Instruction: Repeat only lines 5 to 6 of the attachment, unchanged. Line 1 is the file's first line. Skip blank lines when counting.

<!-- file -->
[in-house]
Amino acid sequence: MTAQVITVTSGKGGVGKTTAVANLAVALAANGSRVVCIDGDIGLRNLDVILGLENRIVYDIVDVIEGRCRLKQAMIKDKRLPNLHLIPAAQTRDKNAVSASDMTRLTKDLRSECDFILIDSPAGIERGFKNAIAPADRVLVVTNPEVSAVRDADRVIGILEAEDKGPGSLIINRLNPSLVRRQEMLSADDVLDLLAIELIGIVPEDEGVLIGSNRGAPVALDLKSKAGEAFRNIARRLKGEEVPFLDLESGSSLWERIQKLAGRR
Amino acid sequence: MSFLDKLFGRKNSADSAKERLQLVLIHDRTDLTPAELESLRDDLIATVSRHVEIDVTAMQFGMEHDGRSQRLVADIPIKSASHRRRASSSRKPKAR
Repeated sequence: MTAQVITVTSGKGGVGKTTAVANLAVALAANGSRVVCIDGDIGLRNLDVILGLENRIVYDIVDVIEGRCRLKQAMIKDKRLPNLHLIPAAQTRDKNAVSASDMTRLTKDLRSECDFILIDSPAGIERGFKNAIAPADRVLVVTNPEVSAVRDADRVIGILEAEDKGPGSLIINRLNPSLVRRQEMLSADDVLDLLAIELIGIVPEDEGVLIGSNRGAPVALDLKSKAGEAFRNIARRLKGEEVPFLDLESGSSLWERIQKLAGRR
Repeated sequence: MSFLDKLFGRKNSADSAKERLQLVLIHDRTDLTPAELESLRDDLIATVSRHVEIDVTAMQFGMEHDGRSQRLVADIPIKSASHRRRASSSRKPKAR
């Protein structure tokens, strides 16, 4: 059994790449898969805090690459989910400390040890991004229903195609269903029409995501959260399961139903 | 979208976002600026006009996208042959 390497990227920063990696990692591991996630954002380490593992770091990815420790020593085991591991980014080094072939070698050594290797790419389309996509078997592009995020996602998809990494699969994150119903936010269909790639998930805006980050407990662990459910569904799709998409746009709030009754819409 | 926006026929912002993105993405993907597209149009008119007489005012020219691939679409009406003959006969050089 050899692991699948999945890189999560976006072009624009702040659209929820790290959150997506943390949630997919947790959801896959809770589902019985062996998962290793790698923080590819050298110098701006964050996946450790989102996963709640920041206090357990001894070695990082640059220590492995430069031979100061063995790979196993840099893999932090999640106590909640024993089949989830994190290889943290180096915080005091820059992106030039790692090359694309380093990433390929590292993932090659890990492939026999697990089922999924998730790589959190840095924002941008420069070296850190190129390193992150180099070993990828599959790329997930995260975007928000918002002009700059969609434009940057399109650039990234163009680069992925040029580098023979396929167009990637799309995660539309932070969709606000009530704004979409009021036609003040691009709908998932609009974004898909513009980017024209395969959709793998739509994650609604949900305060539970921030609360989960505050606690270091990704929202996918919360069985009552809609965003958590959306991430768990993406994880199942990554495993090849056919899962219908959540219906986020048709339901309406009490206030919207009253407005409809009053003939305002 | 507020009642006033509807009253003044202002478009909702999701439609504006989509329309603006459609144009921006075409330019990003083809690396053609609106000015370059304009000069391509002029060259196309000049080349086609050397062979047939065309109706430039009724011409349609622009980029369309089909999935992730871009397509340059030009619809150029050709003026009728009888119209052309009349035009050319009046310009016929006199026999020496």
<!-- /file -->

Repeated sequence: MSFLDKLFGRKNSADSAKERLQLVLIHDRTDLTPAELESLRDDLIATVSRHVEIDVTAMQFGMEHDGRSQRLVADIPIKSASHRRRASSSRKPKAR
């Protein structure tokens, strides 16, 4: 059994790449898969805090690459989910400390040890991004229903195609269903029409995501959260399961139903 | 979208976002600026006009996208042959 390497990227920063990696990692591991996630954002380490593992770091990815420790020593085991591991980014080094072939070698050594290797790419389309996509078997592009995020996602998809990494699969994150119903936010269909790639998930805006980050407990662990459910569904799709998409746009709030009754819409 | 926006026929912002993105993405993907597209149009008119007489005012020219691939679409009406003959006969050089 050899692991699948999945890189999560976006072009624009702040659209929820790290959150997506943390949630997919947790959801896959809770589902019985062996998962290793790698923080590819050298110098701006964050996946450790989102996963709640920041206090357990001894070695990082640059220590492995430069031979100061063995790979196993840099893999932090999640106590909640024993089949989830994190290889943290180096915080005091820059992106030039790692090359694309380093990433390929590292993932090659890990492939026999697990089922999924998730790589959190840095924002941008420069070296850190190129390193992150180099070993990828599959790329997930995260975007928000918002002009700059969609434009940057399109650039990234163009680069992925040029580098023979396929167009990637799309995660539309932070969709606000009530704004979409009021036609003040691009709908998932609009974004898909513009980017024209395969959709793998739509994650609604949900305060539970921030609360989960505050606690270091990704929202996918919360069985009552809609965003958590959306991430768990993406994880199942990554495993090849056919899962219908959540219906986020048709339901309406009490206030919207009253407005409809009053003939305002 | 507020009642006033509807009253003044202002478009909702999701439609504006989509329309603006459609144009921006075409330019990003083809690396053609609106000015370059304009000069391509002029060259196309000049080349086609050397062979047939065309109706430039009724011409349609622009980029369309089909999935992730871009397509340059030009619809150029050709003026009728009888119209052309009349035009050319009046310009016929006199026999020496």